Friday, June 10, 2016

Gamera vs. Barugon

Kaiju (怪獣 ) is a Japanese word that means "strange beast," but often translated in English as "monster" or "giant monster."

Gamera vs. Barugon (aka Daikaijū Kettō: Gamera Tai Barugon aka War of the Monsters)
Shigeo Tanaka

As luck would have it, a meteorite frees Gamera from the rocket that launched him into space. He immediately heads back to Earth to smash up a dam. Elsewhere, three men are sent are sent by a criminal organization to retrieve a large gem that was stashed on an island during World War II. After a bit of double-crossing, the gem is on its way back to Japan when it is accidentally exposed to infrared light. It turns out the gem is, in fact, an egg. The quadrupedal Barugon hatches and soon he grows to enormous size. His freeze tongue and rainbow laser antics soon catch the notice of Gamera and the two square off in Osaka.

Yeah, that's why we like it.
Gamera vs. Barugon is Showa era Gamera at its most adult. There are no children to praise Gamera, no forced comedy, none of the sillier elements that would come to dominate the series later on.  The humans are morally questionable, many are more than willing to kill to get what they want.  The monster battles are more brutal in their own cartoonish way, showing Gamera and Barugon biting and drawing blood. One thing I’ve always appreciated about many of the Gamera films is they treat their movie star creatures much more like monsters, they claw, fight, and bleed. Gamera has always skewed more towards horror and kid's entertainment than the Godzilla films, and that gives them a unique flavor.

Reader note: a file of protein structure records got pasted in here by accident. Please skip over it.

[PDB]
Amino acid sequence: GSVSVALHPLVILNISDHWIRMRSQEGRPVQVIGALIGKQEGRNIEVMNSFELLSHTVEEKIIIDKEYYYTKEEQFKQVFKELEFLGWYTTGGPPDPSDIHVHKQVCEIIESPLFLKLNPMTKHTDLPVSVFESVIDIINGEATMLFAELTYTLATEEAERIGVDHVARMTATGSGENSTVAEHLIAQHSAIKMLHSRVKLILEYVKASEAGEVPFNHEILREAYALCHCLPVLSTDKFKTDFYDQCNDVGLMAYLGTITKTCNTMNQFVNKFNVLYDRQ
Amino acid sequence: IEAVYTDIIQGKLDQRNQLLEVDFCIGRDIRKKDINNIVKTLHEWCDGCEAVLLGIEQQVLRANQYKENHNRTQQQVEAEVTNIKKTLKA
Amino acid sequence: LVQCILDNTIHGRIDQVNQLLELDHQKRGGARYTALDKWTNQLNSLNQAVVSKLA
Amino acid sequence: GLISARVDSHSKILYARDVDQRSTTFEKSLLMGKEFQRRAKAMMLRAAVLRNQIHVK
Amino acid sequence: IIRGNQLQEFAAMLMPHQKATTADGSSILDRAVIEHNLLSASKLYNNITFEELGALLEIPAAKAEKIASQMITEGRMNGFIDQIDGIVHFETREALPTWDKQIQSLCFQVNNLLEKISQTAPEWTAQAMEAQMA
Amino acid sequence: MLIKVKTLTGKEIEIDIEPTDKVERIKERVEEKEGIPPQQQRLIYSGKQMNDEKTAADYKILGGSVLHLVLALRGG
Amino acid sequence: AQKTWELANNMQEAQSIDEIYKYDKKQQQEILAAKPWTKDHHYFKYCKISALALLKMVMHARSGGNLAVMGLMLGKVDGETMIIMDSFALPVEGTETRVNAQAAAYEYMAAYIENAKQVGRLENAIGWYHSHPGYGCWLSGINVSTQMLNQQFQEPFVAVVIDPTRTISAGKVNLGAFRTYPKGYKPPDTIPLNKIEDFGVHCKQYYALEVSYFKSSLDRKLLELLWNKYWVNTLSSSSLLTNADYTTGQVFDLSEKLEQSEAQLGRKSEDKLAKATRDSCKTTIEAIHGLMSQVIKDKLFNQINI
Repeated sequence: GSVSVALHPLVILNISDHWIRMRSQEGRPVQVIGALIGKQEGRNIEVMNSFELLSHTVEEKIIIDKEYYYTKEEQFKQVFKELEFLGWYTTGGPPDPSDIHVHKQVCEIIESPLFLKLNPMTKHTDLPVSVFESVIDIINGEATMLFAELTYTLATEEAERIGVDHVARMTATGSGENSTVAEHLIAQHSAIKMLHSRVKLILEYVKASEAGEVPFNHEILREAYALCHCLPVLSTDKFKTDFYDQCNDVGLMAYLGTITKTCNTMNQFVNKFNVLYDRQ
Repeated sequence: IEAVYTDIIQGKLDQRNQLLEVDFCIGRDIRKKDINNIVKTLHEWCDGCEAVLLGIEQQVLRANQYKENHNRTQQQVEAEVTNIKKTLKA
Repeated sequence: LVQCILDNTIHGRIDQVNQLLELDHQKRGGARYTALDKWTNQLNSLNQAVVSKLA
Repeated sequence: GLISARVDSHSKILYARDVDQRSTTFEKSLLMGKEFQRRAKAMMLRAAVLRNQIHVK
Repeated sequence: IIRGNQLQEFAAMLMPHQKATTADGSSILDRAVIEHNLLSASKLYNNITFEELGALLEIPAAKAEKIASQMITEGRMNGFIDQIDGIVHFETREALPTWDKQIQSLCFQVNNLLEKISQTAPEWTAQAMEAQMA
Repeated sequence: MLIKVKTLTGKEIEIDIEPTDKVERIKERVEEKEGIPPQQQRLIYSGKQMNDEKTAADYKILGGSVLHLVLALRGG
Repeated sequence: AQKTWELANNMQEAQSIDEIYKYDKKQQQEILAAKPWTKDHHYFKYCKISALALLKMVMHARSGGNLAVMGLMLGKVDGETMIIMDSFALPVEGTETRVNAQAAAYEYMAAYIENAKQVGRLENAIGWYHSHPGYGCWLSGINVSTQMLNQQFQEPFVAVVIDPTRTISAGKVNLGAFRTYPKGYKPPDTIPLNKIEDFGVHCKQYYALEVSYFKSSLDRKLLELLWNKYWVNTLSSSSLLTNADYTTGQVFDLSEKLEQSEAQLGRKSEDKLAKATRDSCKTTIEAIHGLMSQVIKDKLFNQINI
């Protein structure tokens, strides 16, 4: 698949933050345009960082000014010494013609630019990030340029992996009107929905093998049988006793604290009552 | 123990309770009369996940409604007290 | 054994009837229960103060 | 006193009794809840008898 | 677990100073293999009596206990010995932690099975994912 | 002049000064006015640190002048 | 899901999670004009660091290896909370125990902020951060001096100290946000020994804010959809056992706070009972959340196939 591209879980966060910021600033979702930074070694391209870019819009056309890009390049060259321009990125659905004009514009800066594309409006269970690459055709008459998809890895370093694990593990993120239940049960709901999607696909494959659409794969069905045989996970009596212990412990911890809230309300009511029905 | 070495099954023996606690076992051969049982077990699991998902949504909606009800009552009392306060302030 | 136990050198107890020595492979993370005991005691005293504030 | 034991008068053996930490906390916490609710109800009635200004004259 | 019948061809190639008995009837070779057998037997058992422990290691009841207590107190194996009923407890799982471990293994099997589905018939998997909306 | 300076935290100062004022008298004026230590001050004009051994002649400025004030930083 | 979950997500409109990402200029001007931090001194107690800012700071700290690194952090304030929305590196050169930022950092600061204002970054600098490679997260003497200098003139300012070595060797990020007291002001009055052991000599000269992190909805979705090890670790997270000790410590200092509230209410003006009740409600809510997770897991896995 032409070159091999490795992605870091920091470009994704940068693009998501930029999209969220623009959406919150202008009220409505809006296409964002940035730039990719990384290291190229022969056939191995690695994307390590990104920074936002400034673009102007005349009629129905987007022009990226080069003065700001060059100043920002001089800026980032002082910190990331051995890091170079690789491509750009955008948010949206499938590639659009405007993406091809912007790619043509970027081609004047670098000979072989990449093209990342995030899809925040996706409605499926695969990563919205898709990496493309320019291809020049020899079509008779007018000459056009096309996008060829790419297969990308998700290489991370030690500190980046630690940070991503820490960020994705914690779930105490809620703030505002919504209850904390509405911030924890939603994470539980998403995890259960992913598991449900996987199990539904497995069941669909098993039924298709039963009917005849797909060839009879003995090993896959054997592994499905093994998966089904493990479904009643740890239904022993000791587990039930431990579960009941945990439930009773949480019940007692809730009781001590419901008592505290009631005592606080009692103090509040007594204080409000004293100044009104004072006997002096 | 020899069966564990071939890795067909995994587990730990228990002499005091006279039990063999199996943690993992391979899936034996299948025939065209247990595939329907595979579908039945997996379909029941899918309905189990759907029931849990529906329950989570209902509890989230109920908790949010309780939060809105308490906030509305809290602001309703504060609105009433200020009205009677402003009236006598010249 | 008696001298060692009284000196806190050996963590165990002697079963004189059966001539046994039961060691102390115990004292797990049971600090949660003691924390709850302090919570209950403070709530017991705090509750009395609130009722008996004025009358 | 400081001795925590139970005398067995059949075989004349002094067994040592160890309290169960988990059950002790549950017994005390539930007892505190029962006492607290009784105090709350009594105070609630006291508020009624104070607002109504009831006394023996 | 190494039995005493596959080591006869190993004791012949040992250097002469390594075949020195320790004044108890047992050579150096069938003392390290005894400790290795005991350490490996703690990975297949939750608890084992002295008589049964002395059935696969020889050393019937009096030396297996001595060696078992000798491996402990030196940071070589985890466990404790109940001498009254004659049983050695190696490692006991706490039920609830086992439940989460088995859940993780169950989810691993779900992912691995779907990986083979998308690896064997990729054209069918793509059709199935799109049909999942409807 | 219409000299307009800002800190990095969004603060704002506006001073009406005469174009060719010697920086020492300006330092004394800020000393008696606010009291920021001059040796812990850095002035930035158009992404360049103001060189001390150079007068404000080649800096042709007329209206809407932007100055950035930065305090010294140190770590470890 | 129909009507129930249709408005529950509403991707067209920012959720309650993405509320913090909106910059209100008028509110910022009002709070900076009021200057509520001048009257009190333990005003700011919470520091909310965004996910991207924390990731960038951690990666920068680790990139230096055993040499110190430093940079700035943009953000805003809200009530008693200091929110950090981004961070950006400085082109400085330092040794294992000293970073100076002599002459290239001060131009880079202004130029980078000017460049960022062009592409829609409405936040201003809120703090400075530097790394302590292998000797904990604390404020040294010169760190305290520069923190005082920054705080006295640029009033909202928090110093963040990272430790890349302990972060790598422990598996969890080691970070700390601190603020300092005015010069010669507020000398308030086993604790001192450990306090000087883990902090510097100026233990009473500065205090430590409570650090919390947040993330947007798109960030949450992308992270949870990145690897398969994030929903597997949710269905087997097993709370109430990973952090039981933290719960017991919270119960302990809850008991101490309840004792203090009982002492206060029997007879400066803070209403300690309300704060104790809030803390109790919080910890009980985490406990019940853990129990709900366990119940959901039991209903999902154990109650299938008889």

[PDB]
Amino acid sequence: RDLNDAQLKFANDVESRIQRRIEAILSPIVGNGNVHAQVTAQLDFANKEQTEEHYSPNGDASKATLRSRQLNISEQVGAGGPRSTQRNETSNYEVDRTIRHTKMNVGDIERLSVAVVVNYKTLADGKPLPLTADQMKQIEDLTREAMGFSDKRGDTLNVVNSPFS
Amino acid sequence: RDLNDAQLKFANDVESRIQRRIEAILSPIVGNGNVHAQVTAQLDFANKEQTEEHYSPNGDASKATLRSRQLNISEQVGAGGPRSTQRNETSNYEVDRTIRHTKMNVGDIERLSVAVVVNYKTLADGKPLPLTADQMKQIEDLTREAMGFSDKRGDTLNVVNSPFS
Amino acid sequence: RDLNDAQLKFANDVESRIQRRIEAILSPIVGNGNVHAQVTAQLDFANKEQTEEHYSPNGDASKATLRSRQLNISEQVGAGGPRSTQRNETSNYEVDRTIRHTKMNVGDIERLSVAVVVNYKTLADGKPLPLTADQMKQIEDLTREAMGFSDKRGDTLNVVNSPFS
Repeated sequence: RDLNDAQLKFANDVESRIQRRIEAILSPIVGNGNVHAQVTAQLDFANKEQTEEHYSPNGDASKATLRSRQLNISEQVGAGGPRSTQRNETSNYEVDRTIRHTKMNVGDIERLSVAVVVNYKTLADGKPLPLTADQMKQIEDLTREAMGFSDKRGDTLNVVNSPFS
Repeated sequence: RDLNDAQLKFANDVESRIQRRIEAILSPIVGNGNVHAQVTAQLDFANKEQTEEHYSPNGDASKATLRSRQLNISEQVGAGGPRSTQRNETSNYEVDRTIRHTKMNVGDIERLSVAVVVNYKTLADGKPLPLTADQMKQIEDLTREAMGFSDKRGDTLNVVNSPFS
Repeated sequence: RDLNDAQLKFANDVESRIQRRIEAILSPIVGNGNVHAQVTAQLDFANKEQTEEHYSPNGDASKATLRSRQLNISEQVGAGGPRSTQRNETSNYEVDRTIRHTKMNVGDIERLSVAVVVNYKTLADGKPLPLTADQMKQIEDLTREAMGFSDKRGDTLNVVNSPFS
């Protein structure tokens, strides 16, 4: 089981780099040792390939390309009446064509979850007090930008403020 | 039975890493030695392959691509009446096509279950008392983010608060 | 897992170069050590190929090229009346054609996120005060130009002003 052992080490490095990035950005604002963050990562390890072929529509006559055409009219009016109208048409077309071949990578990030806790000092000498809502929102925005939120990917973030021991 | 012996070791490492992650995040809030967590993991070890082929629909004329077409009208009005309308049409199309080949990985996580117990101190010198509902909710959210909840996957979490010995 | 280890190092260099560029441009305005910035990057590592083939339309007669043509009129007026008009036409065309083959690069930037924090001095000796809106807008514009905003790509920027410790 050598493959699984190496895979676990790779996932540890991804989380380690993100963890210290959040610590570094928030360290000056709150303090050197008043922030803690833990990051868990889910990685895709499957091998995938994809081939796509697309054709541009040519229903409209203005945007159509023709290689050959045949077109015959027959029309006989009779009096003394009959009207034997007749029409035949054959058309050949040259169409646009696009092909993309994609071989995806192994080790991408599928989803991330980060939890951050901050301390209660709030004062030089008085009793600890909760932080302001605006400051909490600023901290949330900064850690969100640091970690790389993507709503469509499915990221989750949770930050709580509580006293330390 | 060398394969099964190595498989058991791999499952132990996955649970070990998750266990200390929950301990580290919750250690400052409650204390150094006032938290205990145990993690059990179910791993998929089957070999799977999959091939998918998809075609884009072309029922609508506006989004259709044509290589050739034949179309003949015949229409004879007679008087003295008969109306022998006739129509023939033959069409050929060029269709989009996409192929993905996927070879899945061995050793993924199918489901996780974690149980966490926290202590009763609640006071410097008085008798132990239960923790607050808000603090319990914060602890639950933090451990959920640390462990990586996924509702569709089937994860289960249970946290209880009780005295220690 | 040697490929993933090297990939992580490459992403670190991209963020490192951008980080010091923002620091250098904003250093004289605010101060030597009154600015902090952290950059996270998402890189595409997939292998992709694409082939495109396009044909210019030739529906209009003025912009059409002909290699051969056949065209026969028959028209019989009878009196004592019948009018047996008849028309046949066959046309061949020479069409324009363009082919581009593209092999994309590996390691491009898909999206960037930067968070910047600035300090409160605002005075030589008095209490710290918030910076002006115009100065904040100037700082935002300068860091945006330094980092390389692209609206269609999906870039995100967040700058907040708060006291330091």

Gamera vs. Barugon is the first Gamera film in color and that fact is not lost on director, Shigeo Tanaka. He shoots the film with a high contrast look, starting things out with a colorful tropical island setting before the monsters battle in a moody looking cityscape. The shadows are rich and black standing out against the color. This is easily the best looking color Gamera film of the Showa era.

Barugon learns that Prince has passed away.
Gamera and his opponent look passable, the monsters suits are not up the standards set by Toho but they serve well enough. Barugon is kind of a ridiculous looking monster, but he’s never played for anything other than a deadly threat. He also kicks off the tradition of Gamera’s opponents being extremely strange, with his aversion to water, long tongue that sends of jets of frost, and spikes that blast a deadly rainbow. Barugon has some real personality and he deserves another appearance on the big screen some day. Gamera still isn’t quite the hero that he will be portrayed as later. Here he’s basically an animal who doesn’t like another animal in his territory. Once again the humans concoct a complicated plan to stop the monster, this time involving a helicopter and Barugon’s lust for shiny things.

Gamera vs. Bargon is the best looking and most well-constructed film in the Showa era series. There is an obvious effort to make an interesting and adult film. After this point kaiju films would start to become more and more kid friendly, something that will definitely not be lost on future Gamera films.

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